Getting Started with Windows Live Mail on Windows 7
Previously we showed you the basics of Windows Live Essentials 2011 and the programs it includes. Today we’ll take a closer look at getting started with Windows Live Mail on Windows 7.
Install & Setup Your Live Mail
If you haven’t done so already, download and install the Live Mail from the Windows Live Essentials 2011 Suite.
After it’s installed you’ll find Live Mail in the Start Menu, just click to launch it.
Setup Live Mail with Live or Hotmail Account
Here we’ll setup a Live account, but you can also setup Gmail and many others. We’ll be taking a look at setting up other accounts in the future where you might need to manually configure the settings. The first time you launch Windows Live Mail you’ll be prompted to setup your email address then click Next.
You’ll get a dialog asking if you want to sign in as the email you entered…if you have multiple accounts you might not want to. For this tutorial we’ll go ahead and select Yes.
Success! Your email account is setup…nice and simple without having to worry about configuring settings manually.
The user interface has come a long way since the days of Outlook Express. If you’re new to Live Mail, there will be a bit of a learning curve, but once you get started you’ll be a pro in no time.
You can change the view of how the mail is displayed like you could in previous versions. To get the layout above click the View tab on the Ribbon >> Reading Pane >> Bottom of the message list. There are of course other view settings you can configure, just pick what works best for you.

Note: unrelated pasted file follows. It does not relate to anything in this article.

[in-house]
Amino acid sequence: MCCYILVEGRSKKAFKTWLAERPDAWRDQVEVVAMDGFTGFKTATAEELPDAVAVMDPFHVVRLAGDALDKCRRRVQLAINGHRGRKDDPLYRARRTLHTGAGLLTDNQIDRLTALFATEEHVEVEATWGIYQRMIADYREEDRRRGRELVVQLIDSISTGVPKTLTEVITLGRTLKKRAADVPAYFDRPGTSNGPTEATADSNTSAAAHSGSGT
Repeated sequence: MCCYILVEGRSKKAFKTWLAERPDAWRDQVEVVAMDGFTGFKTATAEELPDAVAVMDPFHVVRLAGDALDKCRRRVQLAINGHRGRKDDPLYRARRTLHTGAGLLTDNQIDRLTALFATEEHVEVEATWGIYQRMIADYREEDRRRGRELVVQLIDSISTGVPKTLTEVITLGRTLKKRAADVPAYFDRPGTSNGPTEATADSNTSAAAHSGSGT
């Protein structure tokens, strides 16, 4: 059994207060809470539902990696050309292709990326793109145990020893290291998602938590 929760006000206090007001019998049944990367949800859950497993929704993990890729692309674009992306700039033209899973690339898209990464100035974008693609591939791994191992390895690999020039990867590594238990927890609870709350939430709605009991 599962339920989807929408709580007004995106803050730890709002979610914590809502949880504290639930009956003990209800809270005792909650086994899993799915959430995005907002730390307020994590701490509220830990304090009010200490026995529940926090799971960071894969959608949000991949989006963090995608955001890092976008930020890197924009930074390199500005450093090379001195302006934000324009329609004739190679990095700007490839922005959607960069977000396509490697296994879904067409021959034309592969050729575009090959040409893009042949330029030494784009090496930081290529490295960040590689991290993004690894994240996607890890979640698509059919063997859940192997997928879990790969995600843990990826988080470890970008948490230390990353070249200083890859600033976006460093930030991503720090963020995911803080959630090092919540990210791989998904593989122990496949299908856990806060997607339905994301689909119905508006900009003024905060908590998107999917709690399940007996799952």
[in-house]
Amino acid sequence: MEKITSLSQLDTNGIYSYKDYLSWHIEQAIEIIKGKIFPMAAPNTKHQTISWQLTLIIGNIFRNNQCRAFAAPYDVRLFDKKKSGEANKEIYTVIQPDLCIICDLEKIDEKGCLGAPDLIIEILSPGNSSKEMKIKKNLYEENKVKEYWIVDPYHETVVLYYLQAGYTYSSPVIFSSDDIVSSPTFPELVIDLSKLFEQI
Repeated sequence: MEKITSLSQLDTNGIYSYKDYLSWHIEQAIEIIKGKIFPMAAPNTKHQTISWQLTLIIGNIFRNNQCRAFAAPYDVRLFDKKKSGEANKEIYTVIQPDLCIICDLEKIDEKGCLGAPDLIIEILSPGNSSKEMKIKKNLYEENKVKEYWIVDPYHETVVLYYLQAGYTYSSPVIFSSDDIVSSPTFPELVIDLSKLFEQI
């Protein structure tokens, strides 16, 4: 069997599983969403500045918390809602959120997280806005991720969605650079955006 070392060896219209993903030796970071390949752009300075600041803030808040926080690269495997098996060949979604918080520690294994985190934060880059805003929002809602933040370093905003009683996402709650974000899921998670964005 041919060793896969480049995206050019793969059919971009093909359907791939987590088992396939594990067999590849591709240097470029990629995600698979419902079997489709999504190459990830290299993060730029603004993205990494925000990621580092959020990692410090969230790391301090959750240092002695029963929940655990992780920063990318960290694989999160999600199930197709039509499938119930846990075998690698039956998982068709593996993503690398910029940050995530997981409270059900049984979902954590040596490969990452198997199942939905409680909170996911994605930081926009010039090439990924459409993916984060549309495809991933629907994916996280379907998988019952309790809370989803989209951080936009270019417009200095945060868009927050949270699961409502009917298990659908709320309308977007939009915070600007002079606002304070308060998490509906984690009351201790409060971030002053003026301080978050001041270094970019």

Using Windows Live Mail
Let’s take a look at some of the features and how to actually use Live Mail for basic tasks. To send a new message…make sure you have the Home tab selected and click Email Message. Or you can select the New Email icon from the Quick Access Toolbar.
The Quick Access Toolbar gives you faster access to different tools and features. Notice in the image above mine is underneath the Ribbon. I find this an easier location to access the icons and to put it under the Ribbon. Click the down arrow and select Show below the Ribbon. Like in this example…when starting a new message the Quick Access Toolbar is above the Ribbon by default.
Then enter in the recipient’s email, Subject, and compose the message.
If you want to Carbon Copy or Blind Carbon Copy someone in the mail you can toggle between showing the BCC and CC fields.
If you need to attach a file click the Insert tab the Attach File. Notice you can also insert a Business Card, Photo Albums, Hyperlinks and Emoticons as well.
Just like in Outlook there’s a handy Calendar feature, although not as feature filled, but good enough for most home users.
Just double click on a date you need to schedule something for and another window comes up where you can manage the event.
It also functions as an RSS reader for those of you who can’t get enough information from your favorite sites.
Hopefully this will get you started using Windows Live Mail. There are a lot of other features that we haven’t covered yet, but once you start using it, it becomes very intuitive. If you’re looking for an email client and don’t need everything Outlook has to offer, Windows Live Mail is a great choice for the home user.